Do old covenants removed when new ones come?


#1

Hi there,

In the Old Testament God makes several covenants with people or groups.
Do old covenants get removed when new ones are made, e.g. When God made a covenant with Noah did His covenant to Adam cease? Or when God instituted the Abrahamic covenants did Noahs covenants cease?

Thank you,
Chris


#2

In short, no. God keeps His promises.


#3

:thumbsup: If I recall correctly each covenant widened and built on the previous (couple, family, tribe, nation and finally all humanity) but God did not remove or undo what he promised.


#4

My position is that the Old Covenant was transformed into the New Covenant. So the Old continues in its New higher form. In this way, we can truly say that God has kept His covenant with the Jews, though they do not realizes that He has upgraded that Covenant to something even greater.

The New Covenant cannot merely replace the Old, because then the promises of God in the Old would be abrogated. And the two Covenants cannot continue side by side, since there is only one Savior, who makes the one Covenant between God and man by His sacrifice on the cross.


#5

Covenants are only in effect when the parties are alive. When one party to a covenant dies then the covenant ceases to exist. God died on the cross and so the old covenant is ended.

The Book of Revelation mirrors the proceedings of a covenant lawsuit whereby one party of a covenant is judged to have not upheld their obligations. There are several covenant lawsuits in the Old Testament and the visions in Revelation mirror the lawsuit in the book of the prophet Ezekiel closely.

See agapebiblestudy.com/documents/the%20covenant%20treaty%20format%20in%20sacred%20scripture.htm. Scroll down a little for an explanation.

-Tim-


#6

Salvation history unfolded through a series of covenants that God made with his people. Adam and Eve were created in a close relationship with God that was shattered at the Fall. This relationship with God would later be imaged by families and bonds of kinship created through covenantal promises. God moved to restore humanity to relationships with himself by means of a series of covenants.

God made a series of Promises to Abraham that were fulfilled through future covenants.

  1. Land Promise (Gen 15) -> Fulfilled in Moses (Mosaic Covenant - Ex 24, Deutronomic covenant (with Moses) - Deuteronomy 29.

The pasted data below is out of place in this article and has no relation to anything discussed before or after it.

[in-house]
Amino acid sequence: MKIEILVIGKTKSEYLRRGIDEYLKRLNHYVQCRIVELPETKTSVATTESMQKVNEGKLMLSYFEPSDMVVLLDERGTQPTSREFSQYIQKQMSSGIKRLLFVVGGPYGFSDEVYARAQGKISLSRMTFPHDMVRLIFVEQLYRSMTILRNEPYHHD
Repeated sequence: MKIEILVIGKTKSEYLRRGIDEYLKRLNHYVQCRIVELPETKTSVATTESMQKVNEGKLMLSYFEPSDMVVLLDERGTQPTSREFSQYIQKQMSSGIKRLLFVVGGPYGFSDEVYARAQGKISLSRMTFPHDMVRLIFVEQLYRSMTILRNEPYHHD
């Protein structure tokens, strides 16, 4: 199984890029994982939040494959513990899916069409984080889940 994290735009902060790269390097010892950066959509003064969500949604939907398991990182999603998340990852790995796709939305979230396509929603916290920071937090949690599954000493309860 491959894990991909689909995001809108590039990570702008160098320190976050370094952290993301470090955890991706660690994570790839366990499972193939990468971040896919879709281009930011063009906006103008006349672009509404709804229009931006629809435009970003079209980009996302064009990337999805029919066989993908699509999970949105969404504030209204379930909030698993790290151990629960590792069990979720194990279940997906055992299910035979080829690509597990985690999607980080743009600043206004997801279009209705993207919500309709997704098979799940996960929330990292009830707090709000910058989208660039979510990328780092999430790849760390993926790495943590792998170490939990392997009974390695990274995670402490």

2. Kingdom Promise (Gen 17) -> Fulfilled in David (Davidic Covenant - 2 Sam 7

  3. Promise of Worldwide Bessing (Gen 22) -> Fulfilled in Jesus (New Covenant in Jesus Christ - Mark 14)

The following illustrates the progressive growth of God’s family from “One Holy Couple” to “One Holy, Catholic, and Apostolic Church”, illustrated by means of these same covenants.

Covenantal Sign and Mediator ___________________Family Form

Adam (Sabbath) (Gen 1-3) -----------------------------------One Holy Couple
Noah (Rainbow) (Gen 9) ---------------------------------------One Holy Family
Abraham (Circumcision) (Gen 15,17,22) ------------------One Holy Tribe
Moses (10 Commandments/tablets) (Ex 24/Deut)-------One Holy Nation
David (Kingdom) (2 Sam 7)------------------------------------One Holy Kingdom
Jesus (Eucharist) (Mark 14)-----------------------------------One Holy, Catholic, and Apostolic Church


#7

=mercuriel;13495750]Hi there,

In the Old Testament God makes several covenants with people or groups.
Do old covenants get removed when new ones are made, e.g. When God made a covenant with Noah did His covenant to Adam cease? Or when God instituted the Abrahamic covenants did Noahs covenants cease?

Thank you,
Chris

Are they “removed”?

No

But they are onverriden:thumbsup:

God Bless you and thanks for asking


#8

Hi Tim, just to clarify something…

So when Moses died did the Mosaic covenant end? If so, why did the Hebrews continue obeying the 613 laws after Moses if the covenant had ended? Or did God make the Mosaic covenant to Moses AND his tribe too?


#9

The covenant was not made with Moses and so Moses’ death had no impact on the covenant. The covenant was made with the Hebrew people.

The Hebrew people did not “continue” to obey the 613 commandments. They didn’t even begin to obey the commandments but broke the first commandment right there at Mt. Sinai when they worshiped the golden calf. They did this only a few days after ratifying the covenant!

-Tim-


#10

Any covenant is the same Covenant that YHWH makes throughout the age.

Take circumcision for instance. Catholics dissolve this requirement. However, it is still a sign of the Covenant, therefore, it is lawful to be circumcised. Nothing of the Covenant God makes with us passes away. The Old Covenant and the New Covenant are the same. The Covenant is this–that God promises us that he will deliver our salvation through His glory. The Old testament Prophets prophesied of Jesus’ coming, Jesus comes in the New Testament. Nothing of the Prophets is absolved; as is Jesus’ words, I came to fulfill the Law and the Prophets.


#11